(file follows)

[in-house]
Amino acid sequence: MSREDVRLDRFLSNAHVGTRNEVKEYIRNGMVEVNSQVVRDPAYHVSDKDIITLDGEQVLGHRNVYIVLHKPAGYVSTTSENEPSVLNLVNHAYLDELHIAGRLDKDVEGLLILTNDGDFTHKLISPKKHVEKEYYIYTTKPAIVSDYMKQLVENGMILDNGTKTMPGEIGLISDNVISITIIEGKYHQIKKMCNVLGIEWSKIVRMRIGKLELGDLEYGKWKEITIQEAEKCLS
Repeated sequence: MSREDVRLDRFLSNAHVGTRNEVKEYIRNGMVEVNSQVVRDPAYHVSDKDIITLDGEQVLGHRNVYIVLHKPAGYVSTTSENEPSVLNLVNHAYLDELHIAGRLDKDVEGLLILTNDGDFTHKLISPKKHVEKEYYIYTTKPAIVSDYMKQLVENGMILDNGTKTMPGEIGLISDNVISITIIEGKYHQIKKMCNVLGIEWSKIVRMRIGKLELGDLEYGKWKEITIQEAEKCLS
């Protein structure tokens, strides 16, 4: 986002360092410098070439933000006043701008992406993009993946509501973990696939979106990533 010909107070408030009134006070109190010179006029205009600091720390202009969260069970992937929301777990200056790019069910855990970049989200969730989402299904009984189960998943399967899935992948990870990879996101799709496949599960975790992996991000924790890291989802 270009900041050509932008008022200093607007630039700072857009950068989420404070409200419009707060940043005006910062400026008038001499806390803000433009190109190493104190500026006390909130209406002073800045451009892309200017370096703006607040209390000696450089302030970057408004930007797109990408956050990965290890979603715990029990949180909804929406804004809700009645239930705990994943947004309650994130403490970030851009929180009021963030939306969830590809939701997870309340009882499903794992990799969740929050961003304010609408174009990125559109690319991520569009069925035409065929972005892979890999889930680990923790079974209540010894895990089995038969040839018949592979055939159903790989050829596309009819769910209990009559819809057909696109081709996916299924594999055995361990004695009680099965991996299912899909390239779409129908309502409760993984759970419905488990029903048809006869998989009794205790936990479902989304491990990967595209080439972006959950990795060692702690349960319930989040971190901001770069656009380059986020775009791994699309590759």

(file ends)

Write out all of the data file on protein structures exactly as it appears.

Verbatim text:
[in-house]
Amino acid sequence: MSREDVRLDRFLSNAHVGTRNEVKEYIRNGMVEVNSQVVRDPAYHVSDKDIITLDGEQVLGHRNVYIVLHKPAGYVSTTSENEPSVLNLVNHAYLDELHIAGRLDKDVEGLLILTNDGDFTHKLISPKKHVEKEYYIYTTKPAIVSDYMKQLVENGMILDNGTKTMPGEIGLISDNVISITIIEGKYHQIKKMCNVLGIEWSKIVRMRIGKLELGDLEYGKWKEITIQEAEKCLS
Repeated sequence: MSREDVRLDRFLSNAHVGTRNEVKEYIRNGMVEVNSQVVRDPAYHVSDKDIITLDGEQVLGHRNVYIVLHKPAGYVSTTSENEPSVLNLVNHAYLDELHIAGRLDKDVEGLLILTNDGDFTHKLISPKKHVEKEYYIYTTKPAIVSDYMKQLVENGMILDNGTKTMPGEIGLISDNVISITIIEGKYHQIKKMCNVLGIEWSKIVRMRIGKLELGDLEYGKWKEITIQEAEKCLS
């Protein structure tokens, strides 16, 4: 986002360092410098070439933000006043701008992406993009993946509501973990696939979106990533 010909107070408030009134006070109190010179006029205009600091720390202009969260069970992937929301777990200056790019069910855990970049989200969730989402299904009984189960998943399967899935992948990870990879996101799709496949599960975790992996991000924790890291989802 270009900041050509932008008022200093607007630039700072857009950068989420404070409200419009707060940043005006910062400026008038001499806390803000433009190109190493104190500026006390909130209406002073800045451009892309200017370096703006607040209390000696450089302030970057408004930007797109990408956050990965290890979603715990029990949180909804929406804004809700009645239930705990994943947004309650994130403490970030851009929180009021963030939306969830590809939701997870309340009882499903794992990799969740929050961003304010609408174009990125559109690319991520569009069925035409065929972005892979890999889930680990923790079974209540010894895990089995038969040839018949592979055939159903790989050829596309009819769910209990009559819809057909696109081709996916299924594999055995361990004695009680099965991996299912899909390239779409129908309502409760993984759970419905488990029903048809006869998989009794205790936990479902989304491990990967595209080439972006959950990795060692702690349960319930989040971190901001770069656009380059986020775009791994699309590759």